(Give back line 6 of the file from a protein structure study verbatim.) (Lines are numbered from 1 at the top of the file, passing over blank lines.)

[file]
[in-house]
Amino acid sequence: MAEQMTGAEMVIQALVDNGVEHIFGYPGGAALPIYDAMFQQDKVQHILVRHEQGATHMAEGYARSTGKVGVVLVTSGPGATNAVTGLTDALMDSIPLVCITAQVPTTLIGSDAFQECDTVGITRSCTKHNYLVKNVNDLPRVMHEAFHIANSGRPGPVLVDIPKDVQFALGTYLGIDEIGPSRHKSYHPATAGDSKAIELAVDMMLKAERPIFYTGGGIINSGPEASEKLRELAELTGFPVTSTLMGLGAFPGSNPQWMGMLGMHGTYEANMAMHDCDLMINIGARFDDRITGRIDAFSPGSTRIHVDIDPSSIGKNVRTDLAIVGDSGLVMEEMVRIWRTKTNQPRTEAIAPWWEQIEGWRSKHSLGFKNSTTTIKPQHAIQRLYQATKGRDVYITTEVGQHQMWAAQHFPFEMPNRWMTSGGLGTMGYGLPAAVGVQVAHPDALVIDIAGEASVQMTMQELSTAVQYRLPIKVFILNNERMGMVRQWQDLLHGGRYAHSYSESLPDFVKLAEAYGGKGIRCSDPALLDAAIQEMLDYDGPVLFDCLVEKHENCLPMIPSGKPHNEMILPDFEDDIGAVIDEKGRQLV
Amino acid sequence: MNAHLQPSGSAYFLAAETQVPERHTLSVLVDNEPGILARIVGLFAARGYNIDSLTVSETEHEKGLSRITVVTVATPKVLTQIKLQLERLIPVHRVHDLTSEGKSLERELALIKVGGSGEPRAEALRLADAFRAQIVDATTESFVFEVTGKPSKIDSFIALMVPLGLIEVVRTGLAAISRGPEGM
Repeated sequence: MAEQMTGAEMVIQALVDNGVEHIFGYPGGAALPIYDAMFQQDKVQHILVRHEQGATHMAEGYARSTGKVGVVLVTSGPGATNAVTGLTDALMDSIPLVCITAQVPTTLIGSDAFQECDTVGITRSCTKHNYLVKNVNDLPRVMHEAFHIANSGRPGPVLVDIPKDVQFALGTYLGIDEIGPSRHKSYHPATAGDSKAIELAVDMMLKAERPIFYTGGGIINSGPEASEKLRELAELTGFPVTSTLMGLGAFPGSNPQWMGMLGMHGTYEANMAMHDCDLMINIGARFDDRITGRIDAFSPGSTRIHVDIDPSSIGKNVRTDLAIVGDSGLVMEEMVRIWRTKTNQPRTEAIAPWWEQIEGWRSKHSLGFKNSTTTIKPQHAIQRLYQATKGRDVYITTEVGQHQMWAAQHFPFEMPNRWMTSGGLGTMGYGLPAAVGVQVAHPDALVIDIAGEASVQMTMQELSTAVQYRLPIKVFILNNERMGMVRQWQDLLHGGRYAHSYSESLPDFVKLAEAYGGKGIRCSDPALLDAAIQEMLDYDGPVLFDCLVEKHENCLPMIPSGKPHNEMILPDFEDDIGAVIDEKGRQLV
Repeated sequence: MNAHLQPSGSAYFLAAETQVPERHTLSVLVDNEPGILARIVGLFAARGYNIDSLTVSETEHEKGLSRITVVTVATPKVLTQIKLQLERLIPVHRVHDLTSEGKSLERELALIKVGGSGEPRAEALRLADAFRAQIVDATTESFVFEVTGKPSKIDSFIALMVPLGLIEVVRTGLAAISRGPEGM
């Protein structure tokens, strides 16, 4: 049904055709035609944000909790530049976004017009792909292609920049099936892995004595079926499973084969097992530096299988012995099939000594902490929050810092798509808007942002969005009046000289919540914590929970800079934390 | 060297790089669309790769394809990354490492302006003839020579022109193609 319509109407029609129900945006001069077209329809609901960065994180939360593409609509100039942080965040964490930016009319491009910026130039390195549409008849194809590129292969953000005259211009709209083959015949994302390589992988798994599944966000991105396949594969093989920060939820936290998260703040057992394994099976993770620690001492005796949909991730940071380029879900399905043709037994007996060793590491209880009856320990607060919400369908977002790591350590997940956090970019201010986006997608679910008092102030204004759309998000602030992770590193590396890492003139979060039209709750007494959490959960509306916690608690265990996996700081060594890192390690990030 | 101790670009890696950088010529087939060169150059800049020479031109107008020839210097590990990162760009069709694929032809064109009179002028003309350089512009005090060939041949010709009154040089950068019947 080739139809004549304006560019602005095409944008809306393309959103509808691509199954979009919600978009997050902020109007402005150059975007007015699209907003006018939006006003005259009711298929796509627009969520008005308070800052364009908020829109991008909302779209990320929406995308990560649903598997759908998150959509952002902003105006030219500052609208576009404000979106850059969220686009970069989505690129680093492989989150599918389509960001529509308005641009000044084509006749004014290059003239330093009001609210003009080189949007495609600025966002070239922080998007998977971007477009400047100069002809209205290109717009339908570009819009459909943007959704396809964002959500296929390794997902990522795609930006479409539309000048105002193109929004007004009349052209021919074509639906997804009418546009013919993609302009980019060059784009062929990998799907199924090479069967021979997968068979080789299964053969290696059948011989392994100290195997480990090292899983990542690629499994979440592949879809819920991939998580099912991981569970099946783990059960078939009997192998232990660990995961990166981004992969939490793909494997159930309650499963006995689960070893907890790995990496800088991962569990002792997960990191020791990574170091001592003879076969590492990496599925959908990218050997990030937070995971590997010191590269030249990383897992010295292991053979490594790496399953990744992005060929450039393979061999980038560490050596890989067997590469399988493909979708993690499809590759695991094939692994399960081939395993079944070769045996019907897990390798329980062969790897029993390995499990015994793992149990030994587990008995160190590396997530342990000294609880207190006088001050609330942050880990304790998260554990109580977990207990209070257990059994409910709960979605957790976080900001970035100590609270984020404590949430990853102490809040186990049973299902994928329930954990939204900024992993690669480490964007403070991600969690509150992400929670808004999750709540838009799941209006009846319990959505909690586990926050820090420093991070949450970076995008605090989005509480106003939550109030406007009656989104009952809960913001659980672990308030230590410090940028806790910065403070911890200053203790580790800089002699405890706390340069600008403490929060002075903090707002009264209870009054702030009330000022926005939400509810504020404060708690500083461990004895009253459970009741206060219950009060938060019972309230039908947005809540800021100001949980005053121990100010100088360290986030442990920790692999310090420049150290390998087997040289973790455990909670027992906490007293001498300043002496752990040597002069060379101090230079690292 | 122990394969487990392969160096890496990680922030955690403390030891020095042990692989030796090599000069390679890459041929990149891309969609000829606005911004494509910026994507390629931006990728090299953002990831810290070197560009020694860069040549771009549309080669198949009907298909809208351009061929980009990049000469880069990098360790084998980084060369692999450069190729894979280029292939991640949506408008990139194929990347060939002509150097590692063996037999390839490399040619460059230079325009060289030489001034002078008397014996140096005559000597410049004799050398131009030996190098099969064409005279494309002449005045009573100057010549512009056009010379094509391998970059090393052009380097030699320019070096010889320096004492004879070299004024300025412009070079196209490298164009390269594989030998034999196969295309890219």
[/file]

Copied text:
């Protein structure tokens, strides 16, 4: 049904055709035609944000909790530049976004017009792909292609920049099936892995004595079926499973084969097992530096299988012995099939000594902490929050810092798509808007942002969005009046000289919540914590929970800079934390 | 060297790089669309790769394809990354490492302006003839020579022109193609 319509109407029609129900945006001069077209329809609901960065994180939360593409609509100039942080965040964490930016009319491009910026130039390195549409008849194809590129292969953000005259211009709209083959015949994302390589992988798994599944966000991105396949594969093989920060939820936290998260703040057992394994099976993770620690001492005796949909991730940071380029879900399905043709037994007996060793590491209880009856320990607060919400369908977002790591350590997940956090970019201010986006997608679910008092102030204004759309998000602030992770590193590396890492003139979060039209709750007494959490959960509306916690608690265990996996700081060594890192390690990030 | 101790670009890696950088010529087939060169150059800049020479031109107008020839210097590990990162760009069709694929032809064109009179002028003309350089512009005090060939041949010709009154040089950068019947 080739139809004549304006560019602005095409944008809306393309959103509808691509199954979009919600978009997050902020109007402005150059975007007015699209907003006018939006006003005259009711298929796509627009969520008005308070800052364009908020829109991008909302779209990320929406995308990560649903598997759908998150959509952002902003105006030219500052609208576009404000979106850059969220686009970069989505690129680093492989989150599918389509960001529509308005641009000044084509006749004014290059003239330093009001609210003009080189949007495609600025966002070239922080998007998977971007477009400047100069002809209205290109717009339908570009819009459909943007959704396809964002959500296929390794997902990522795609930006479409539309000048105002193109929004007004009349052209021919074509639906997804009418546009013919993609302009980019060059784009062929990998799907199924090479069967021979997968068979080789299964053969290696059948011989392994100290195997480990090292899983990542690629499994979440592949879809819920991939998580099912991981569970099946783990059960078939009997192998232990660990995961990166981004992969939490793909494997159930309650499963006995689960070893907890790995990496800088991962569990002792997960990191020791990574170091001592003879076969590492990496599925959908990218050997990030937070995971590997010191590269030249990383897992010295292991053979490594790496399953990744992005060929450039393979061999980038560490050596890989067997590469399988493909979708993690499809590759695991094939692994399960081939395993079944070769045996019907897990390798329980062969790897029993390995499990015994793992149990030994587990008995160190590396997530342990000294609880207190006088001050609330942050880990304790998260554990109580977990207990209070257990059994409910709960979605957790976080900001970035100590609270984020404590949430990853102490809040186990049973299902994928329930954990939204900024992993690669480490964007403070991600969690509150992400929670808004999750709540838009799941209006009846319990959505909690586990926050820090420093991070949450970076995008605090989005509480106003939550109030406007009656989104009952809960913001659980672990308030230590410090940028806790910065403070911890200053203790580790800089002699405890706390340069600008403490929060002075903090707002009264209870009054702030009330000022926005939400509810504020404060708690500083461990004895009253459970009741206060219950009060938060019972309230039908947005809540800021100001949980005053121990100010100088360290986030442990920790692999310090420049150290390998087997040289973790455990909670027992906490007293001498300043002496752990040597002069060379101090230079690292 | 122990394969487990392969160096890496990680922030955690403390030891020095042990692989030796090599000069390679890459041929990149891309969609000829606005911004494509910026994507390629931006990728090299953002990831810290070197560009020694860069040549771009549309080669198949009907298909809208351009061929980009990049000469880069990098360790084998980084060369692999450069190729894979280029292939991640949506408008990139194929990347060939002509150097590692063996037999390839490399040619460059230079325009060289030489001034002078008397014996140096005559000597410049004799050398131009030996190098099969064409005279494309002449005045009573100057010549512009056009010379094509391998970059090393052009380097030699320019070096010889320096004492004879070299004024300025412009070079196209490298164009390269594989030998034999196969295309890219």